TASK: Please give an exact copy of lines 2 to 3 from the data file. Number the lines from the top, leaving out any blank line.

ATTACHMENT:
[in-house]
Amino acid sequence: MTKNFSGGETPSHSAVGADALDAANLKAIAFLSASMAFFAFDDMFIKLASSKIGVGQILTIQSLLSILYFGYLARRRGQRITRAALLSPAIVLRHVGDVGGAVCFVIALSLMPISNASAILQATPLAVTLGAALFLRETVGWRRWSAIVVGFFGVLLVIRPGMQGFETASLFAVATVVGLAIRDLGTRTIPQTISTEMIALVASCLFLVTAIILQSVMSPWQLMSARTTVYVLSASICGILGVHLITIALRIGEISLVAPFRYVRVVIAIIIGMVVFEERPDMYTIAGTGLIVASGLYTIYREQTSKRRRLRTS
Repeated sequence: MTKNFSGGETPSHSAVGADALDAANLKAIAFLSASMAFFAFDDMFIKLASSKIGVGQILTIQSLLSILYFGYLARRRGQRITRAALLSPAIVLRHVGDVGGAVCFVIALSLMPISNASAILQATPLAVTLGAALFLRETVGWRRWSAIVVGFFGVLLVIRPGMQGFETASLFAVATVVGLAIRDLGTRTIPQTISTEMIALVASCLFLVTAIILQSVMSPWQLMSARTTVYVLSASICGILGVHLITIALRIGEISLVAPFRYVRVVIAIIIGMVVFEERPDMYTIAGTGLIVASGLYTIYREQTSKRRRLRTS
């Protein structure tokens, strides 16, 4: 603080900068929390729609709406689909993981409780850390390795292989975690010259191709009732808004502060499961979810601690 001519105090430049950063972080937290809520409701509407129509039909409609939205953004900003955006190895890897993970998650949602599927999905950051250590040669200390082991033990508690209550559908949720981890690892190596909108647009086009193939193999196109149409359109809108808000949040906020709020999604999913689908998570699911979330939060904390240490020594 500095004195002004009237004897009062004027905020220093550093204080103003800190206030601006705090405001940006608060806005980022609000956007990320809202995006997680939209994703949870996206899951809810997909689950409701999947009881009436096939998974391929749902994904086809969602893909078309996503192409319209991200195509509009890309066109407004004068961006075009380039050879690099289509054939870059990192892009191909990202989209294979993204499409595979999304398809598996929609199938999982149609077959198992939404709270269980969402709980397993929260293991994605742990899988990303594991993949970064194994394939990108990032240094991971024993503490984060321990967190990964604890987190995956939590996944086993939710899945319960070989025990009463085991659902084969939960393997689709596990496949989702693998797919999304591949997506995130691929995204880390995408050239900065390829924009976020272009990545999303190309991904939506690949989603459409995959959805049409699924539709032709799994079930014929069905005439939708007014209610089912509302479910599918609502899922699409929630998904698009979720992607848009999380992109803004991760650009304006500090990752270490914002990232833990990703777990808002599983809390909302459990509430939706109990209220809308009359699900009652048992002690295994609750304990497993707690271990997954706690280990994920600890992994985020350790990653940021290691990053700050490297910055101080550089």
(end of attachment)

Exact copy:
Amino acid sequence: MTKNFSGGETPSHSAVGADALDAANLKAIAFLSASMAFFAFDDMFIKLASSKIGVGQILTIQSLLSILYFGYLARRRGQRITRAALLSPAIVLRHVGDVGGAVCFVIALSLMPISNASAILQATPLAVTLGAALFLRETVGWRRWSAIVVGFFGVLLVIRPGMQGFETASLFAVATVVGLAIRDLGTRTIPQTISTEMIALVASCLFLVTAIILQSVMSPWQLMSARTTVYVLSASICGILGVHLITIALRIGEISLVAPFRYVRVVIAIIIGMVVFEERPDMYTIAGTGLIVASGLYTIYREQTSKRRRLRTS
Repeated sequence: MTKNFSGGETPSHSAVGADALDAANLKAIAFLSASMAFFAFDDMFIKLASSKIGVGQILTIQSLLSILYFGYLARRRGQRITRAALLSPAIVLRHVGDVGGAVCFVIALSLMPISNASAILQATPLAVTLGAALFLRETVGWRRWSAIVVGFFGVLLVIRPGMQGFETASLFAVATVVGLAIRDLGTRTIPQTISTEMIALVASCLFLVTAIILQSVMSPWQLMSARTTVYVLSASICGILGVHLITIALRIGEISLVAPFRYVRVVIAIIIGMVVFEERPDMYTIAGTGLIVASGLYTIYREQTSKRRRLRTS